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Football: Denmark suffers first-ever loss to Dawson County
Dawson County defenders knock the ball out of the hands of Denmark's Andrew Harvey on Friday, Sept. 14, 2018.

Denmark’s first loss in program history could best be encapsulated by one play.

On third down with 4:18 left in the first quarter against Dawson County, Tigers quarterback SeVaughn Clark threw the ball towards the left corner of the end zone. In almost any other situation, it would have been an incomplete pass, but the ball bounced off the head of a Denmark defender and back in bounds, and then it fell into the hands of Tigers receiver Ryan Glass. The 35-yard touchdown reception put the Danes behind 14-7.

“I was saying, ‘That’s luck, man,” Denmark linebacker Nick Carozza said. “That’s good concentration by that wide receiver.”

Whether it was mistakes, missed opportunities, a struggling running game or just bad luck, it was just that kind of night for the Danes, who fell to the Tigers 38-21 in its homecoming matchup on Friday night.

“They’re big and strong and (are) a really good football team,” Denmark head coach Terry Crowder said. “We had some chances in the first half that we missed, and I think that if we get them in the first half, it may have been different, maybe.”

At first, it looked like the stout defense that helped Denmark beat Forsyth Central last week was back in full force, after Dawson County began its first drive by driving 53 yards to the Danes’ 1. The same goal line defense that got two crucial stops against Central last week stood its ground again, leaving the Tigers’ empty-handed to start their night.

But then the mistakes began. Ben Whitlock threw an interception on the Danes’ second pass of the game, and Dawson immediately capitalized, with Clark finding Dakota Sonnichsen for a 7-0 lead with 6:51 left in the first quarter.

It didn’t take too long for Denmark to respond. On the very next play from scrimmage, Whitlock threw a deep ball in the direction of Adonnis Tolbert, who got in front of his defender and ran down the sideline for a 75-yard score to tie the game at 7-7.

After the helmet play, the Danes trailed 14-7. A bulk of false start penalties and some missed opportunities on some wide open passes, including a flea-flicker, were not helping them. With 2:22 left in the first quarter, Whitlock threw his second interception of the night. That turned out to be a blessing in disguise, as it set Denmark’s defense up for a play that tied the game: a 2-yard interception return from Arthur Marsden as Clark attempted to throw the ball away while running from the Danes’ pass rush.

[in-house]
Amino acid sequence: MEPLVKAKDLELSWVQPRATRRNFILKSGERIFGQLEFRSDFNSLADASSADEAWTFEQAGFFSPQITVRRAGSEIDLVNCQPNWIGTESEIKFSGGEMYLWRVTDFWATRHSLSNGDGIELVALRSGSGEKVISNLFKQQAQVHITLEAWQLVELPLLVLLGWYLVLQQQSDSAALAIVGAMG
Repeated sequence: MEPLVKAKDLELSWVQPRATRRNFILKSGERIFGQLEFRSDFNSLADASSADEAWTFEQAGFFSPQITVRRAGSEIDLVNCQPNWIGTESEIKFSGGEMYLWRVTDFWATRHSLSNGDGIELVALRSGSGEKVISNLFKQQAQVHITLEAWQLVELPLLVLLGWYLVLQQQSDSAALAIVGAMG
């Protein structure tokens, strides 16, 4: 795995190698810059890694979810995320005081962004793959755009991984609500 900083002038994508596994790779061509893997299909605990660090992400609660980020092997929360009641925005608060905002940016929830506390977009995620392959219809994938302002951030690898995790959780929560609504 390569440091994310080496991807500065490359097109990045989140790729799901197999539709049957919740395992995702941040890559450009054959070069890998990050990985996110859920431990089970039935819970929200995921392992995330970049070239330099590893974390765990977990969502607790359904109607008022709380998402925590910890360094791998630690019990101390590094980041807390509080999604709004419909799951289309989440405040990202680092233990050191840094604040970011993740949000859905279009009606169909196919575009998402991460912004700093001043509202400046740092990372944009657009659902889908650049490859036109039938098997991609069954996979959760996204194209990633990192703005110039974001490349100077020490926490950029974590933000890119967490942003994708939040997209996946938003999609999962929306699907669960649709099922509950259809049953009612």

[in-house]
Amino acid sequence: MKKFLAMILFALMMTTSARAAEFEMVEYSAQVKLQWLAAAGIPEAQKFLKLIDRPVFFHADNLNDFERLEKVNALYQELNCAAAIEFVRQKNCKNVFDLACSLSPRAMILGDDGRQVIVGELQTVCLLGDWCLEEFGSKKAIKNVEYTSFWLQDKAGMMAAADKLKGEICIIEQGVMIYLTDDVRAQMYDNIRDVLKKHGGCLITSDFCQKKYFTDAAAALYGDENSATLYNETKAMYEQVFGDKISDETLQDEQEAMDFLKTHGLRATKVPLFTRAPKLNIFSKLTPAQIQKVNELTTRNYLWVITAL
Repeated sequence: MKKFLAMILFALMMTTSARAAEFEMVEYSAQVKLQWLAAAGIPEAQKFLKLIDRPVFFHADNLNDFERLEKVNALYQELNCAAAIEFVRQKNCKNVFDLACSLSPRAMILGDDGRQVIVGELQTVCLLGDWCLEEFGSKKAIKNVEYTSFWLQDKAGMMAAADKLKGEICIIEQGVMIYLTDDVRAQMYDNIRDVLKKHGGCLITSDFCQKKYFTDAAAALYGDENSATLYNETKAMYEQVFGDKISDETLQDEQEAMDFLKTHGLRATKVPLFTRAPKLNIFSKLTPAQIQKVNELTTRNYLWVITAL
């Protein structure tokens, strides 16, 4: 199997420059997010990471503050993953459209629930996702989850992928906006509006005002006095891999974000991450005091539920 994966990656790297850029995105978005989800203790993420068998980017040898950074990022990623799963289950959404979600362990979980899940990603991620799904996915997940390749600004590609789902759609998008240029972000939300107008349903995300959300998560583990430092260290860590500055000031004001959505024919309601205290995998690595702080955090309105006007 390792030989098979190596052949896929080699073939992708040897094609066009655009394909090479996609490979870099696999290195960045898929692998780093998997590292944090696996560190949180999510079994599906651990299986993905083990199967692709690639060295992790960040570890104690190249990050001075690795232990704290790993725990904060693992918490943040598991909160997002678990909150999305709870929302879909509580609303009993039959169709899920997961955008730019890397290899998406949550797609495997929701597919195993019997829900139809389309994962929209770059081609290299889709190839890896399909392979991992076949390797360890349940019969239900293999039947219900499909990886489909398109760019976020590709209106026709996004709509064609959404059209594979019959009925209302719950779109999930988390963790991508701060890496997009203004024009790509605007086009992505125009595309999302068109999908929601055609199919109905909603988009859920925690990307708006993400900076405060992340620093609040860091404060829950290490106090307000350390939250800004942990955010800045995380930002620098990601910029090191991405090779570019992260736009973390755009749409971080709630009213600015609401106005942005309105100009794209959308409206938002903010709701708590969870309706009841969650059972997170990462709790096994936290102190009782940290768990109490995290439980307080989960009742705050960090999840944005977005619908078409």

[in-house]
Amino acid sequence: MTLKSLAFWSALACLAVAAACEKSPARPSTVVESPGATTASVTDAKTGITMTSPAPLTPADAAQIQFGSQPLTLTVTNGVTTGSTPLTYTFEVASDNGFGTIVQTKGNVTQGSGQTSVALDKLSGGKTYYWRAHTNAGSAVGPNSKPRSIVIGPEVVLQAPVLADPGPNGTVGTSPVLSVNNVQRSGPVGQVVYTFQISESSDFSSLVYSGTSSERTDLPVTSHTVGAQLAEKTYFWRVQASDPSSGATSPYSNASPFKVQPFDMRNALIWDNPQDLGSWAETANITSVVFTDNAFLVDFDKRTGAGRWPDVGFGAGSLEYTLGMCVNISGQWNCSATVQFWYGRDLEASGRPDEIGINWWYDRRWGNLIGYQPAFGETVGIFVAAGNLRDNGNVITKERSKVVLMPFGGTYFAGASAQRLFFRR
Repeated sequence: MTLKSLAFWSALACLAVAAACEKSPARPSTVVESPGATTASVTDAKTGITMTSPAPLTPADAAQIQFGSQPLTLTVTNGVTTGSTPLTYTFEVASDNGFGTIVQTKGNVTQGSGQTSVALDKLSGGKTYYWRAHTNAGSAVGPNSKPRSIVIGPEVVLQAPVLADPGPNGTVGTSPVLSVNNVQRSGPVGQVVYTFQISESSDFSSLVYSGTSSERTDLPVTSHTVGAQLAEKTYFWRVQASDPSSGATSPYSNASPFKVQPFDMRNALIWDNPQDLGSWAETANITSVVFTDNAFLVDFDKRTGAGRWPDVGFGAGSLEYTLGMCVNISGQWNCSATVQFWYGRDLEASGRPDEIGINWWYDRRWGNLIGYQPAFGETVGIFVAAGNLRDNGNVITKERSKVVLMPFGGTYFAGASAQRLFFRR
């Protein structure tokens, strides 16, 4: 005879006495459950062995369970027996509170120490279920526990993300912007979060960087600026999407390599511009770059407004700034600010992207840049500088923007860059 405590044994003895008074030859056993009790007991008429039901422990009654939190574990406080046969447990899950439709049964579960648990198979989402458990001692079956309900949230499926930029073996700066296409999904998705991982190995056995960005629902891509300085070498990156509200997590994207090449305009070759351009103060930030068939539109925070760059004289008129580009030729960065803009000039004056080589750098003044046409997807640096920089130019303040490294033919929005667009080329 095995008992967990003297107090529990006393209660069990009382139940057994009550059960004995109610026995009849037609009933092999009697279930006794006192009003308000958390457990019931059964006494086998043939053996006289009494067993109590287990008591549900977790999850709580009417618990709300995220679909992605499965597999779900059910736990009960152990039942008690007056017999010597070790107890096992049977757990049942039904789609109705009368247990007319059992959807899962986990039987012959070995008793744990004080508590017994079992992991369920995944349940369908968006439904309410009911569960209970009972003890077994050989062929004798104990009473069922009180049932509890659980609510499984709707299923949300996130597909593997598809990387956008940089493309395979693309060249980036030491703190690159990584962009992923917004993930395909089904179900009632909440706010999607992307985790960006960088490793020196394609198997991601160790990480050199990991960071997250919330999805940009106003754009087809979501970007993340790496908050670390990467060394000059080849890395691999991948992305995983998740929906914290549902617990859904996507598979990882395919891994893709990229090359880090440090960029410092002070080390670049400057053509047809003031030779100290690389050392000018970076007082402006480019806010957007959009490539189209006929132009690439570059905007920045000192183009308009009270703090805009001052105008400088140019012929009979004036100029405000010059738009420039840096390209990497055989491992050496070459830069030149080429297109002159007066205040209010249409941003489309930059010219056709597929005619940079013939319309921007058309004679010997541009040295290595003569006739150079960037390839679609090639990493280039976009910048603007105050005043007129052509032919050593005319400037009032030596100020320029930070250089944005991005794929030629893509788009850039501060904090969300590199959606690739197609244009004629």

With the game tied at 14-14 at the end of a long first quarter, the Tigers began to pull away in the second, with touchdowns from Clark and Dawson running back Ahmed Kamara, as well as a 28-yard field goal extending the lead to 31-14 at halftime.

The Danes had three straight three-and-outs at one point in the second quarter, and due in part to Dawson’s defensive line, Denmark did not put together a run of 10 yards or more in the first half. Running back Devin DuCille finished with just 28 yards on 15 carries.

“They were just too big and strong for us,” Crowder said. “We knew that was going to be hard.”

Whitlock began the second half by leading the Danes to midfield, but his third interception of the game ended the once-promising drive. Dawson continued to pile on, leading 38-14 heading into the fourth.

Denmark’s special teams came up with a big play with four minutes to play, with Carozza blocking a punt and returning it to the Tigers’ 8. Whitlock connected with Teddy Davenport a play later to bring the Danes to within three scores before Dawson used its effective run game to milk the clock.

“It’s a good feeling, just putting our team (in position) to score that touchdown,” Carozza said. “It was awesome.”

With the first loss out of the way for the Danes, they’re now looking to clean things up and hope that there aren’t many of them to come. Next week, Denmark will start a region slate that figures to be one of the toughest in Class 4A, with three teams ranked in the Georgia Sports Writers Association poll.

“We’ve just got to go back and see what we did wrong and try to get those things fixed,” Crowder said. “Now they all count, so we have to get ready for those games.”